Planning to Avert the Cliff
Later today, the House is expected to vote on Speaker Boehner’s Plan B to avoid part of the fiscal cliff in two separate bills.
With the current tax rates expiring at the end of this year, if nothing is done, taxes will increase to Clinton-era levels. The first bill, which would address the expiring tax rates, is the Permanent Tax Relief for Families and Small Business Act. It would:
- Permanently extend the current income tax rates for all Americans, except those earning more than $1 million a year.
- Those earning $1 million or more would pay an income tax rate of 39.6 percent.
- Permanently extend the death tax rate at its current level of 35 percent, with the first $5 million of an estate exempt from taxation.
- Permanently extend the current tax rates for dividends and capital gains.
- Permanently repeal the Alternative Minimum Tax (AMT).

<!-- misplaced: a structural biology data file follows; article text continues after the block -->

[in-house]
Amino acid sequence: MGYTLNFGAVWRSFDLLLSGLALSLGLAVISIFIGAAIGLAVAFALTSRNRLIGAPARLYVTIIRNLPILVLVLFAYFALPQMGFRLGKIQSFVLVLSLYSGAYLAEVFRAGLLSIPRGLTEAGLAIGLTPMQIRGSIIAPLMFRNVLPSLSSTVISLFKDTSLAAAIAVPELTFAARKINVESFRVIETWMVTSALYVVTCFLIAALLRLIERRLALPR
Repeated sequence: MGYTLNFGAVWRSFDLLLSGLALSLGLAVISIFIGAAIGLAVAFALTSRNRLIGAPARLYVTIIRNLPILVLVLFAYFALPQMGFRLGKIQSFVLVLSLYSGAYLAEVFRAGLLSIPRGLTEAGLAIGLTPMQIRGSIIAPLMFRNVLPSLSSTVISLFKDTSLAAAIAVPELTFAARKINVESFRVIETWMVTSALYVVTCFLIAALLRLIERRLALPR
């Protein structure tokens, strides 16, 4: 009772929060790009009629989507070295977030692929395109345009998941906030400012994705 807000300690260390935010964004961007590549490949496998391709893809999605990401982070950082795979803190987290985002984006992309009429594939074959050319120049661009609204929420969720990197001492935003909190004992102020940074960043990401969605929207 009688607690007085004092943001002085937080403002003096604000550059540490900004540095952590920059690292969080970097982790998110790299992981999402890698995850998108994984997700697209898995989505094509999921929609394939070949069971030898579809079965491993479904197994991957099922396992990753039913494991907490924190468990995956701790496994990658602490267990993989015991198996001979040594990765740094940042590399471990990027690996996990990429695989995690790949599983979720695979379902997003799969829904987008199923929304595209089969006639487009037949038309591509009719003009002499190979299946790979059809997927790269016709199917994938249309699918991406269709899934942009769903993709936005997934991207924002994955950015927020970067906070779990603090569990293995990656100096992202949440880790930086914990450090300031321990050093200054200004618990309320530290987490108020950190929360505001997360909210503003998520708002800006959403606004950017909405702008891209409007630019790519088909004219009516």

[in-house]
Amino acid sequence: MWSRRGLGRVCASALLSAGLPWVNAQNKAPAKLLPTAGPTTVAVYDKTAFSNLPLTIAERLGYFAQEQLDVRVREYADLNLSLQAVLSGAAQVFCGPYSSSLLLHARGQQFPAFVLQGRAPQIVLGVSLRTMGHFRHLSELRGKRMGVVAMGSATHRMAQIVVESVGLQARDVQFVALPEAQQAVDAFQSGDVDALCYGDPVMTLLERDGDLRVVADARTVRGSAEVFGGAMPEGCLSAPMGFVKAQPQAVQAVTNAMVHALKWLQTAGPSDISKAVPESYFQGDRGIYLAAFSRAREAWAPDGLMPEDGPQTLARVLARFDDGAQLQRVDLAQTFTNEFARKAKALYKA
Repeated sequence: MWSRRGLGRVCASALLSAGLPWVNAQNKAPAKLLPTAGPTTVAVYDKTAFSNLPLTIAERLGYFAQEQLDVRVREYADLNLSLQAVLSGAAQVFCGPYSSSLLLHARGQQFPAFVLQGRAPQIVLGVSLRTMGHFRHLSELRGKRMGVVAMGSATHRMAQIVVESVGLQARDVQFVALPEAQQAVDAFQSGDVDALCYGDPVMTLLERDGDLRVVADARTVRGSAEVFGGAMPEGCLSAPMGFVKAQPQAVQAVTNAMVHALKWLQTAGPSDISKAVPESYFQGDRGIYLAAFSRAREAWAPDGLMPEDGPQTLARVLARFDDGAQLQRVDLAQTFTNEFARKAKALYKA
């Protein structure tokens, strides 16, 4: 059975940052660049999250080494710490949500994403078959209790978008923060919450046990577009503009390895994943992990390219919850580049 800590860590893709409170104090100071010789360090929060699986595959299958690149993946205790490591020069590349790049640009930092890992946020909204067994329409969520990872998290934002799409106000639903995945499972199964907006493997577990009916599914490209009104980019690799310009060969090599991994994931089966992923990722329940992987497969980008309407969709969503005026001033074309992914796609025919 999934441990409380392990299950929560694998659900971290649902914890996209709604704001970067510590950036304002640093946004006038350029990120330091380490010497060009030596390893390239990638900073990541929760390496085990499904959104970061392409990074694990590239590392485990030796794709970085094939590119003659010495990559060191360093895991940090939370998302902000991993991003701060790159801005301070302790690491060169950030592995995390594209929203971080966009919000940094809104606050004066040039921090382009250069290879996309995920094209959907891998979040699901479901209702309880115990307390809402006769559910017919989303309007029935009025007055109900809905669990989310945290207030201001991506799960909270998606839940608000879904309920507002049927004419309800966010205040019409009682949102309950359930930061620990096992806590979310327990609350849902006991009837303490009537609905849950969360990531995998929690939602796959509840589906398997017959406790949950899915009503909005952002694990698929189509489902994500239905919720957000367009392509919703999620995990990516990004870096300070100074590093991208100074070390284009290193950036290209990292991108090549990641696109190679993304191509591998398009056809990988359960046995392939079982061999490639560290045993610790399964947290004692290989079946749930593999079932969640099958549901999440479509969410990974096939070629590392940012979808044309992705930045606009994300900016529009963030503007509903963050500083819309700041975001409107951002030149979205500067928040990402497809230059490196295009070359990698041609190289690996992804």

- In 1969, Congress created the AMT as a separate tax system. The stated goal of the AMT was to make sure the wealthiest Americans owed some income taxes. In 1967, the Treasury secretary reported 155 people with incomes more than $200,000 owed no income tax because they were able to use tax code deductions and credits to bring their tax liability to zero. The AMT isn’t indexed for inflation, which means more and more middle class families now fall under the AMT. To limit the impact of the AMT, Congress traditionally passes a “patch.” “Patching” means raising the income level automatically exempt from the AMT, usually for one year or two.” For 2011, the AMT exemption for a single person is $48,450. As of now, there is no patch for 2012. The IRS commissioner warned that as many as 30 million additional taxpayers would fall into the AMT if nothing is done.
The second bill, the Spending Reduction Act, would address the second part of the fiscal cliff, which involves the sequester spending cuts. It would:
- Cancel most of the discretionary spending sequestration scheduled to occur on January 2, 2013, and replace it with other cuts such as food stamps and health insurance grant cuts.
The White House said it would veto the legislation if it reached the president’s desk.